"Yu will never succeed in curbing the flood, not if he's the son of Gun," declared a scholar who walked with a cane. "I have collected the genealogies of many kings, dukes, ministers and rich families. Long and careful study has led me to this conclusion: all the descendants of the rich are rich, all those of the wicked are wicked this is known as 'heredity.' It follows that, if Gun was unsuccessful, Yu will inevitably be unsuccessful too; for fools cannot give birth to wise men!"
"O.K.," agreed a scholar without a cane.
"But think of His Majesty's father!" put in another scholar without a cane."
"He may have been a little 'dull,' but he has improved."
"Your true fool can never improve..."
"Th-that's all n-n-nonsense!" stuttered another scholar, his nose promptly turning red. "You've been led astray by rumours. As a matter of fact, there is no such person as Yu. Yu is a reptile. Can a r-reptile curb the flood? Gun doesn't exist either. Gun is a fish. Can a f-fish curb the fl-fl-flood?" He stamped both feet vehemently.
"There's no question of Gun's existence. Seven years ago I saw him with my own eyes when he went to the foot of Mount Kunlun to enjoy the plum blossom."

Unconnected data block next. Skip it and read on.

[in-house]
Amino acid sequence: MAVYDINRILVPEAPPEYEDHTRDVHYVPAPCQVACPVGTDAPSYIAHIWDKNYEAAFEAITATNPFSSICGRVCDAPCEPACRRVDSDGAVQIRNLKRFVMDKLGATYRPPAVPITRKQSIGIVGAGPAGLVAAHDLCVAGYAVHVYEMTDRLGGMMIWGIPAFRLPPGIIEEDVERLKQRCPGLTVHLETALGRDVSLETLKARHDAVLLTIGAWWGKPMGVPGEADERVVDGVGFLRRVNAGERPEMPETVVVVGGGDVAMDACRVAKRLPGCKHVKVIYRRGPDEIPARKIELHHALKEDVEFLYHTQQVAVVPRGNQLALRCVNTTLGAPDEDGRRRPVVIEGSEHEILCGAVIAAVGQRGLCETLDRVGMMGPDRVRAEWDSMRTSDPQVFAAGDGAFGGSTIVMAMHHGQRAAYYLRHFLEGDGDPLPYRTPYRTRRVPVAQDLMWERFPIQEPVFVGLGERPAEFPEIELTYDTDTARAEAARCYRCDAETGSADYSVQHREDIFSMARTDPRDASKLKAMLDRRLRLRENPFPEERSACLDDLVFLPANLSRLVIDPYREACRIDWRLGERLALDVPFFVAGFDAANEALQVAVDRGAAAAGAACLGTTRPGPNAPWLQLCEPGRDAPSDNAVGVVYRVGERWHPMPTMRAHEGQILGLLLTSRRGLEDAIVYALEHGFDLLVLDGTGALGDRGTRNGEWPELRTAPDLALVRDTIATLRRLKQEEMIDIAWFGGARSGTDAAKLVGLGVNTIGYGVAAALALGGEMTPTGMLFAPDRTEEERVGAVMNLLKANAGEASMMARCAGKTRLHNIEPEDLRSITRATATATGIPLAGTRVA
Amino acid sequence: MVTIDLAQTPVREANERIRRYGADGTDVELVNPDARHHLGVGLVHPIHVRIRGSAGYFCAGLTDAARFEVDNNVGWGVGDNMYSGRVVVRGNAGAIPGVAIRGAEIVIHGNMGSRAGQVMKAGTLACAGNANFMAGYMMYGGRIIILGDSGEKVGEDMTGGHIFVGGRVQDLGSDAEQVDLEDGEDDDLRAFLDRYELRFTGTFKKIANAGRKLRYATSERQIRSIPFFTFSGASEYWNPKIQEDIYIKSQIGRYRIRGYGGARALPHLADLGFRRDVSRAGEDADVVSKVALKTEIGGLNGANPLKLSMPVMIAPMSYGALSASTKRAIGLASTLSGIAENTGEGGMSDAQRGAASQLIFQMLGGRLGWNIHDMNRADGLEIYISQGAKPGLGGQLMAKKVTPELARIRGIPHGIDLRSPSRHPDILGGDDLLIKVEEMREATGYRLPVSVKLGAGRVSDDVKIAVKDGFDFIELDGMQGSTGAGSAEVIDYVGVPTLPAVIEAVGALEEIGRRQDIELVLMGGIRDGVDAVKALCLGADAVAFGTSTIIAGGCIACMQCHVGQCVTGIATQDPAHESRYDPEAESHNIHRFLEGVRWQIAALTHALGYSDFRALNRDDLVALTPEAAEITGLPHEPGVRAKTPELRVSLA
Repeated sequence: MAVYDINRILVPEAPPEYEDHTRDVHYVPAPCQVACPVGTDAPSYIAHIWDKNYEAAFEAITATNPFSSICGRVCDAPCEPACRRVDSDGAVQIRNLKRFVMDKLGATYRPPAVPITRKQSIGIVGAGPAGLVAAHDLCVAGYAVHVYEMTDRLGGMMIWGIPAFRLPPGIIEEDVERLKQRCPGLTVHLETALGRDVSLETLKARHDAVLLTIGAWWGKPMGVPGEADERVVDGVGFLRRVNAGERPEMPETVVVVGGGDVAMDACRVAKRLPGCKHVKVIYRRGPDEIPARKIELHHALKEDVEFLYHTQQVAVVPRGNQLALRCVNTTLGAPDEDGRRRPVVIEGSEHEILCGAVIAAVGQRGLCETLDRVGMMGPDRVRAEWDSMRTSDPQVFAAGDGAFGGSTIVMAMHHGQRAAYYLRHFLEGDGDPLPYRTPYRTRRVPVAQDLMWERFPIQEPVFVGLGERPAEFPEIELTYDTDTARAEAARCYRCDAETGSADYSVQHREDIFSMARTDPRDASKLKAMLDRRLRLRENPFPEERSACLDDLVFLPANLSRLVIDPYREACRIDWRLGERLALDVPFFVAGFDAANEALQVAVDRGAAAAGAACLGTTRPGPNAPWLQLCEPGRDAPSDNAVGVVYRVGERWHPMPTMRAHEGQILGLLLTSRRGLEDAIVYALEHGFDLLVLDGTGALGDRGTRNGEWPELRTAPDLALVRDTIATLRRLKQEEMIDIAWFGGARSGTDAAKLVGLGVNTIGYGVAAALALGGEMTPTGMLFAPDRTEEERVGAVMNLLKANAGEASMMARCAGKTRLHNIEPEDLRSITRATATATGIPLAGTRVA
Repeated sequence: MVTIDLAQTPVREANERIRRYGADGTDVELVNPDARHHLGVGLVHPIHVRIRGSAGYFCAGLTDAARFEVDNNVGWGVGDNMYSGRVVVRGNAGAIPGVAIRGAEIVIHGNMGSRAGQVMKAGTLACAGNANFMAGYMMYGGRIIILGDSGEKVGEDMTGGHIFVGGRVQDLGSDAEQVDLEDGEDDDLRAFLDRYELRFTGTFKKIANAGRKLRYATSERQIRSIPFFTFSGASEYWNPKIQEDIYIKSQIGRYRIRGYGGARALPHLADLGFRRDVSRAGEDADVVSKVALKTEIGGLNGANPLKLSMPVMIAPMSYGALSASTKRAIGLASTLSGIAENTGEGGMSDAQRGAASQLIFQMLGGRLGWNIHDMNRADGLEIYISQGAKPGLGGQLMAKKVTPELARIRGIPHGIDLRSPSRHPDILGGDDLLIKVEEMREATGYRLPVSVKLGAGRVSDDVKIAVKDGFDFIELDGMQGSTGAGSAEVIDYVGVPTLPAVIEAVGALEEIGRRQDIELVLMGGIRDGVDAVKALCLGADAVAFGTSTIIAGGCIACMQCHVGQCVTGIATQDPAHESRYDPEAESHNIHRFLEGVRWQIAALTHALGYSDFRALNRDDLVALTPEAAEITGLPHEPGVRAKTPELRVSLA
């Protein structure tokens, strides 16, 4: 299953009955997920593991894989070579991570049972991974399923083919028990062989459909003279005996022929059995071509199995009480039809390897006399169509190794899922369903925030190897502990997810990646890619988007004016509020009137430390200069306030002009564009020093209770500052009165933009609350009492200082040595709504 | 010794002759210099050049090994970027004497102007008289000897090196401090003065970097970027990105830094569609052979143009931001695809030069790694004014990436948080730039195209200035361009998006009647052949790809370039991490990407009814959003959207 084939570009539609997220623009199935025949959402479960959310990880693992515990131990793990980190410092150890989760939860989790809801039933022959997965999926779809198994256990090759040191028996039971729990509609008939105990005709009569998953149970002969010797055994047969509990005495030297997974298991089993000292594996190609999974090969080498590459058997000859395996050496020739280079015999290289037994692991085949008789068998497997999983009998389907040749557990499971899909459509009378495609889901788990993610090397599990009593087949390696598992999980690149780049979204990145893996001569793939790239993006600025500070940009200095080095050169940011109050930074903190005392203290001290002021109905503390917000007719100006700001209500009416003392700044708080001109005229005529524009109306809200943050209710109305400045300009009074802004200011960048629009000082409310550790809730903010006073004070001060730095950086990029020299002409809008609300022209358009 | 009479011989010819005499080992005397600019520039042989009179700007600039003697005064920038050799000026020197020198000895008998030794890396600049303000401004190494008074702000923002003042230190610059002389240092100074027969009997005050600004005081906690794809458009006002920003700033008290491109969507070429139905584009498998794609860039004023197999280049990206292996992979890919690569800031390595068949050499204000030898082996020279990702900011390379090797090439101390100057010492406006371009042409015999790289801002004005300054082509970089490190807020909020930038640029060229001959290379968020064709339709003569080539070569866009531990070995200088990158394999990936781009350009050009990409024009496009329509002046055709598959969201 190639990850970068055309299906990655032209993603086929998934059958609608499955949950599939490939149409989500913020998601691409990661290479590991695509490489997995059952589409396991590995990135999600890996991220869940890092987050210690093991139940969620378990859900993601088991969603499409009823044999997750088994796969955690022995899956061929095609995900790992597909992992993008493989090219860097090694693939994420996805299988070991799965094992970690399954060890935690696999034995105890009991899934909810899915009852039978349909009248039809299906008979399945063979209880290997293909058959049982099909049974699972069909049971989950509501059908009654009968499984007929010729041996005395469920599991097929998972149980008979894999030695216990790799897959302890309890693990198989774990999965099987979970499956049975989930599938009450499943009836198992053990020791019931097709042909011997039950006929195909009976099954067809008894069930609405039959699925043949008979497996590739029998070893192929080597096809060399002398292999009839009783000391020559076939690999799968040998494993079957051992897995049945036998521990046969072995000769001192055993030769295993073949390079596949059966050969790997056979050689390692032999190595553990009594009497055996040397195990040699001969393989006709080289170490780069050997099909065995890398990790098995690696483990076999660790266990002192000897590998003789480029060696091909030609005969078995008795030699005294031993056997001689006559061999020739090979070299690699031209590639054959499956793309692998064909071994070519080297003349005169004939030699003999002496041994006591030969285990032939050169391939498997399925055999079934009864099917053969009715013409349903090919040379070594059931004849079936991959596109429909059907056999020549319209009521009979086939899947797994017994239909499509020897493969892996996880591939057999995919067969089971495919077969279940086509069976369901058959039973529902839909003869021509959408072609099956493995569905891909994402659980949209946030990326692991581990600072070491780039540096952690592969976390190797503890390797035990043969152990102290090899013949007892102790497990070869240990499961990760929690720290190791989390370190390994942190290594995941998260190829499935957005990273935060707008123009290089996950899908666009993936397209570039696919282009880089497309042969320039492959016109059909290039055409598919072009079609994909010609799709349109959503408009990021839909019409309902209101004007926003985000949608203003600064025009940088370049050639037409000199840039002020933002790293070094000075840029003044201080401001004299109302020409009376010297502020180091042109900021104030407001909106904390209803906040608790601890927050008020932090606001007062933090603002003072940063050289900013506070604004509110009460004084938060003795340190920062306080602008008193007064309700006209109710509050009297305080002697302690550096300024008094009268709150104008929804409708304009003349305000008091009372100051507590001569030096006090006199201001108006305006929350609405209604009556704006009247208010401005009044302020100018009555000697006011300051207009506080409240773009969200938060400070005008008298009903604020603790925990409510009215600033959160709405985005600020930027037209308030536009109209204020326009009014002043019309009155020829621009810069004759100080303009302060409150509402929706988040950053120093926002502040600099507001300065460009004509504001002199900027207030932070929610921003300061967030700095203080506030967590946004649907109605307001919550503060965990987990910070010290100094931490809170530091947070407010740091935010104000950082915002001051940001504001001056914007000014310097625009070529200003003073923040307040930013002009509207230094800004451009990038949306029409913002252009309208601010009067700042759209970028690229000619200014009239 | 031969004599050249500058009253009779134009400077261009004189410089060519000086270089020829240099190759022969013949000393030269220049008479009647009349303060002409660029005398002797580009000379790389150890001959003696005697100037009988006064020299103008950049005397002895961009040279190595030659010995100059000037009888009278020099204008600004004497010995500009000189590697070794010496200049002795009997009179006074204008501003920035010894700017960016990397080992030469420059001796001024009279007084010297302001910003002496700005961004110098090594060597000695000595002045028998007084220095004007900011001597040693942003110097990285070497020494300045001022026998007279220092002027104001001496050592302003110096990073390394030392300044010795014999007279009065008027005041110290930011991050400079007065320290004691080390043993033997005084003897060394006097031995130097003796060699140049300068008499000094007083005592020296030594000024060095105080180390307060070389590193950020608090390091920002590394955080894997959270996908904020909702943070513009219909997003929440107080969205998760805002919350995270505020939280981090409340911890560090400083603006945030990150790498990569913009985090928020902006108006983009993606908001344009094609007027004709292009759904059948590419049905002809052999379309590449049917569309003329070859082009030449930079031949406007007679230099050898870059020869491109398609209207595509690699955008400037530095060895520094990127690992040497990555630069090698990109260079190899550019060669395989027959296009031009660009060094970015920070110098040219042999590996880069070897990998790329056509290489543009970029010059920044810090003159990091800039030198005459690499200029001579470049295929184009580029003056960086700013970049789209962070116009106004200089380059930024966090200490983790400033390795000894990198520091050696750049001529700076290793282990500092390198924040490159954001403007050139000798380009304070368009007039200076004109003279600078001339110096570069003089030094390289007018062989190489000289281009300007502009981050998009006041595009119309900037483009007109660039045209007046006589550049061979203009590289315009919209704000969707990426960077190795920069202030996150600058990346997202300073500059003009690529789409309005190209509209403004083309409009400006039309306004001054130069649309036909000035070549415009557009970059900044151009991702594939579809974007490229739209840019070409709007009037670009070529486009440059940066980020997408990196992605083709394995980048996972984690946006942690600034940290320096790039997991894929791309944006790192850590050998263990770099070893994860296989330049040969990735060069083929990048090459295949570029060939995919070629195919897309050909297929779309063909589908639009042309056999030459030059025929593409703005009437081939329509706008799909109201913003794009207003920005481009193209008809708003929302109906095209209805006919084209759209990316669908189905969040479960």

"In that case, there must be some mistake over the name. He should be called Man, not Gun. As for Yu, I assure you he's a reptile. I have copious evidence to prove his non-existence. You may judge for yourselves..."
He rose boldly to his feet, produced a knife and started peeling the bark from five great pines. Making a paste of some left-over bread-crumbs and water, he mixed this with charcoal to write on the trees in minute tadpole-shaped characters his arguments proving that Yu had never existed. He wrote for three times nine — twenty- seven — whole days. All who wanted to read this thesis had to pay ten succulent elm leaves or, if they lived on rafts, a shellful of fresh duckweed.
Water was everywhere, making it impossible to hunt or farm. The survivors had so much time on their hands that many came to read. After a crowd had milled round the pines for three days, sighs of admiration and exhaustion could be heard on all sides. But on the fourth day at noon, when the scholar was eating fried noodles, a peasant spoke up: